There is a whole class of such nouns that exhibit vowel fronting when used as standalone nouns, and not all of them end in -e or -wa. Among other examples, with in-compound forms followed by standalone:
- 神: かむ vs. かみ
- 天: あま vs. あめ (also for 雨)
- 口: くつ vs. くち
- 目: ま vs. め
- 手: た vs. て
- 月: つく vs. つき
- 木: こ vs. き
One of the reasons for the theory that a certain class of nouns was followed by the now-obsolete Old Japanese い, an emphatic nominalizing particle, is that the term カムイ appears in Ainu as a likely borrowing from Old Japanese or slightly earlier, clearly manifesting a distinct む and a distinct い sound. These two over time could conceivably mush together into み, much as similar sound shifts have been observed in even modern Japanese (such as たかい becoming たけえ, すごい becoming すげえ, etc.) and in other languages around the world.
As to why only certain nouns evince this particular phenomenon, it is not unknown in other languages for there to be specific noun classes. It's possible that these nouns in Japanese might be a vestige of an earlier stage of the language that had such a specific noun class. Notably, a lot of these nouns (at least, the ones I'm aware of) seem to describe parts of the body, spirits, and other concepts that would be personally important. Polynesian languages have a roughly analogous noun class covering so-called inseparables, and these nouns take a specific version of the possessive particle, "no", contrasting with the "na" particle used for possessed nouns outside of this class.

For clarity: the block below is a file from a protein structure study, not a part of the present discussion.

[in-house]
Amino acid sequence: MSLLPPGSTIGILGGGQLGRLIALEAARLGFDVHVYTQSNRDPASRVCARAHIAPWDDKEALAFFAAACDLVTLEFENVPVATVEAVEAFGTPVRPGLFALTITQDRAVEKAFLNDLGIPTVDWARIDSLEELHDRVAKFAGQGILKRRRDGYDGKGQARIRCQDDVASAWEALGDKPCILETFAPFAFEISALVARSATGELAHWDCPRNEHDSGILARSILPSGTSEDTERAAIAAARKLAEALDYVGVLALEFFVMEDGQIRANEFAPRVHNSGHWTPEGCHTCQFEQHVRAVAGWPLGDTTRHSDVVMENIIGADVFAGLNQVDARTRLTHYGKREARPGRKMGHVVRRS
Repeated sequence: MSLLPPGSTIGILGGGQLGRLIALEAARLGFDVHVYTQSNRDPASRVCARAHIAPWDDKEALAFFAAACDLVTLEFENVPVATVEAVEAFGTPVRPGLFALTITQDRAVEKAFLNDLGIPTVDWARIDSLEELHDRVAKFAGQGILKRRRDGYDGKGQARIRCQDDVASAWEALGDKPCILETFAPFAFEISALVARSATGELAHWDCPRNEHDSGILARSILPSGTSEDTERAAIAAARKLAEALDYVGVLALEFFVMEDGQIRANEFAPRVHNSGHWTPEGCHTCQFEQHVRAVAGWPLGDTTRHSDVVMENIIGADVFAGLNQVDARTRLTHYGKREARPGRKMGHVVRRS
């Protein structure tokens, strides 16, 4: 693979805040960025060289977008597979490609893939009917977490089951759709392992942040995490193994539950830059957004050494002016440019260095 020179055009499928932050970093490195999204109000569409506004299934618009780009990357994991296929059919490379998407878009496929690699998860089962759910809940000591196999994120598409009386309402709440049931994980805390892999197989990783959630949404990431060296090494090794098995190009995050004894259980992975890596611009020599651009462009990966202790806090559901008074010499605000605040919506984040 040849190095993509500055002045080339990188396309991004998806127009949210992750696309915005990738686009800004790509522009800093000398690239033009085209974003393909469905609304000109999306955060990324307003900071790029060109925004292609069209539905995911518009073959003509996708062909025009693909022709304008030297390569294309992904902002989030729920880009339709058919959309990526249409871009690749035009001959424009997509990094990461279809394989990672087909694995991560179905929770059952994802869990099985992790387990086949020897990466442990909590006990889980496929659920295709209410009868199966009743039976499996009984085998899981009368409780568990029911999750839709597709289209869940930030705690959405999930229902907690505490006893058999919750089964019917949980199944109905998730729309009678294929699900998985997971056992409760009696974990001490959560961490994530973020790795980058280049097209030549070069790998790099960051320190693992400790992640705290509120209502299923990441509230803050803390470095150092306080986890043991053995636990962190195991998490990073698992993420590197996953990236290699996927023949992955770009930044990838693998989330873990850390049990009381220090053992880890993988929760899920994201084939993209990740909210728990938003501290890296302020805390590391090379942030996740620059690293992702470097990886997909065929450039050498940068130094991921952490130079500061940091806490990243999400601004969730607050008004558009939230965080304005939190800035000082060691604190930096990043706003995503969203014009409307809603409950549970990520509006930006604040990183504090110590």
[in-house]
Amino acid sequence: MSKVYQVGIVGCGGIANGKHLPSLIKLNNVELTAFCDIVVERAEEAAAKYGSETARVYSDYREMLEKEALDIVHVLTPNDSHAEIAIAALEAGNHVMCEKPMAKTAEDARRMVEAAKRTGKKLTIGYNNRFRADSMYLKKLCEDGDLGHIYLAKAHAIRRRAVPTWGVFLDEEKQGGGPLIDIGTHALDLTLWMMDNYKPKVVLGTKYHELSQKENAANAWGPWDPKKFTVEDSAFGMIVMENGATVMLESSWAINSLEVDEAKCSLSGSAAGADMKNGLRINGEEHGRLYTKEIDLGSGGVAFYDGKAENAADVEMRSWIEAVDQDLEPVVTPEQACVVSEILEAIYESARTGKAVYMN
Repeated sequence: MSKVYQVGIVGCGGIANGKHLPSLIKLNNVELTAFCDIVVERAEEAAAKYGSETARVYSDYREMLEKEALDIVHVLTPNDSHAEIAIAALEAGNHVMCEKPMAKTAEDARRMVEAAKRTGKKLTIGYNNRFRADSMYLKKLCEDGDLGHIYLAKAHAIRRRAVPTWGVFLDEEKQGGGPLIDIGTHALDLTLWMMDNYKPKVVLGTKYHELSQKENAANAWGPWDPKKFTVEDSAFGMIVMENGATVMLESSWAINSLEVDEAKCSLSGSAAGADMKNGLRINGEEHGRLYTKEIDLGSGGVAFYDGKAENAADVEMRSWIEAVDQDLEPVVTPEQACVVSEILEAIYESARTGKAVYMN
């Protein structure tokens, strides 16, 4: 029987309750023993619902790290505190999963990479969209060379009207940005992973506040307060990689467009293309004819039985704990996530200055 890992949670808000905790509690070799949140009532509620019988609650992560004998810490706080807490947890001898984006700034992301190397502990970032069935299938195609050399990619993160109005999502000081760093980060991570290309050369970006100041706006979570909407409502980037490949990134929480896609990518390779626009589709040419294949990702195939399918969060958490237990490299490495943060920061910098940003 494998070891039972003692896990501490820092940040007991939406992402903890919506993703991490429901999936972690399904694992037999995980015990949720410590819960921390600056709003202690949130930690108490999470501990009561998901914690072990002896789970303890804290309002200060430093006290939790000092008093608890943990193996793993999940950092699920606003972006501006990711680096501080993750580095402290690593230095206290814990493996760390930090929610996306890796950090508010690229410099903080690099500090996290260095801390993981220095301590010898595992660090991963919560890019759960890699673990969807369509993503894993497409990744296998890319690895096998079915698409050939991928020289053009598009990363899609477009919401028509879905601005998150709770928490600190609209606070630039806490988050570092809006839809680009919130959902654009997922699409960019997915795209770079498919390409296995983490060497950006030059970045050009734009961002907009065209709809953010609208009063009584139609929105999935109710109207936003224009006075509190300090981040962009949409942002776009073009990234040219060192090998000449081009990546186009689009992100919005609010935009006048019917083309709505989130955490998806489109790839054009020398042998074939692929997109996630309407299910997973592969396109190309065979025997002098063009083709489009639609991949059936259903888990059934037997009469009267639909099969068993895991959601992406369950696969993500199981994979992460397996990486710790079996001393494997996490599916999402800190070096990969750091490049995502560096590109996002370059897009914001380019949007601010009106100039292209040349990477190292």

Regarding transitivity / intransitivity and verb conjugation patterns, see blutorange's extensive post about this subject. There are several patterns, of which -わる / -える is just one.